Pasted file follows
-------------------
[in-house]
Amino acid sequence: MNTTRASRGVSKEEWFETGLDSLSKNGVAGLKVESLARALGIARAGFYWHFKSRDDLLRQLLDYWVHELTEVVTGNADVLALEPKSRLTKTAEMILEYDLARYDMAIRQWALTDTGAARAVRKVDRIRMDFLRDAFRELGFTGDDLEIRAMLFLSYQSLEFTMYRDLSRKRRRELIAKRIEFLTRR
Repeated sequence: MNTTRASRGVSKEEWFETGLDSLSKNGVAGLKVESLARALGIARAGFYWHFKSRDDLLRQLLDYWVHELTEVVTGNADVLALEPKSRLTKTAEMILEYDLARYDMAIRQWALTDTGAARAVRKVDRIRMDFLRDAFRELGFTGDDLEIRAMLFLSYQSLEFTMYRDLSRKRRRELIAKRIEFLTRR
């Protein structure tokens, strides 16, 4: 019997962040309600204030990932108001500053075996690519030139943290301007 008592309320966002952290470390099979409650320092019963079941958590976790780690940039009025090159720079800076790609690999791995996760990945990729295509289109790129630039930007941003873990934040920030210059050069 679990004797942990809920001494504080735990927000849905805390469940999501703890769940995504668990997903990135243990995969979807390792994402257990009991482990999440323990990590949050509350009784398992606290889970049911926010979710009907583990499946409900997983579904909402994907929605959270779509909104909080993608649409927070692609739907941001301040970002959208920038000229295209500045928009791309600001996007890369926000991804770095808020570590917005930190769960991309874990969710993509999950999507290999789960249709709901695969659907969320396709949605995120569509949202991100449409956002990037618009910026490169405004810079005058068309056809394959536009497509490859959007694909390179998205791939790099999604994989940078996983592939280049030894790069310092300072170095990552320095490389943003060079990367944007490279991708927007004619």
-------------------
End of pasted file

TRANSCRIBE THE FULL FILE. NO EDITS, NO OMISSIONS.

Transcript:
[in-house]
Amino acid sequence: MNTTRASRGVSKEEWFETGLDSLSKNGVAGLKVESLARALGIARAGFYWHFKSRDDLLRQLLDYWVHELTEVVTGNADVLALEPKSRLTKTAEMILEYDLARYDMAIRQWALTDTGAARAVRKVDRIRMDFLRDAFRELGFTGDDLEIRAMLFLSYQSLEFTMYRDLSRKRRRELIAKRIEFLTRR
Repeated sequence: MNTTRASRGVSKEEWFETGLDSLSKNGVAGLKVESLARALGIARAGFYWHFKSRDDLLRQLLDYWVHELTEVVTGNADVLALEPKSRLTKTAEMILEYDLARYDMAIRQWALTDTGAARAVRKVDRIRMDFLRDAFRELGFTGDDLEIRAMLFLSYQSLEFTMYRDLSRKRRRELIAKRIEFLTRR
């Protein structure tokens, strides 16, 4: 019997962040309600204030990932108001500053075996690519030139943290301007 008592309320966002952290470390099979409650320092019963079941958590976790780690940039009025090159720079800076790609690999791995996760990945990729295509289109790129630039930007941003873990934040920030210059050069 679990004797942990809920001494504080735990927000849905805390469940999501703890769940995504668990997903990135243990995969979807390792994402257990009991482990999440323990990590949050509350009784398992606290889970049911926010979710009907583990499946409900997983579904909402994907929605959270779509909104909080993608649409927070692609739907941001301040970002959208920038000229295209500045928009791309600001996007890369926000991804770095808020570590917005930190769960991309874990969710993509999950999507290999789960249709709901695969659907969320396709949605995120569509949202991100449409956002990037618009910026490169405004810079005058068309056809394959536009497509490859959007694909390179998205791939790099999604994989940078996983592939280049030894790069310092300072170095990552320095490389943003060079990367944007490279991708927007004619």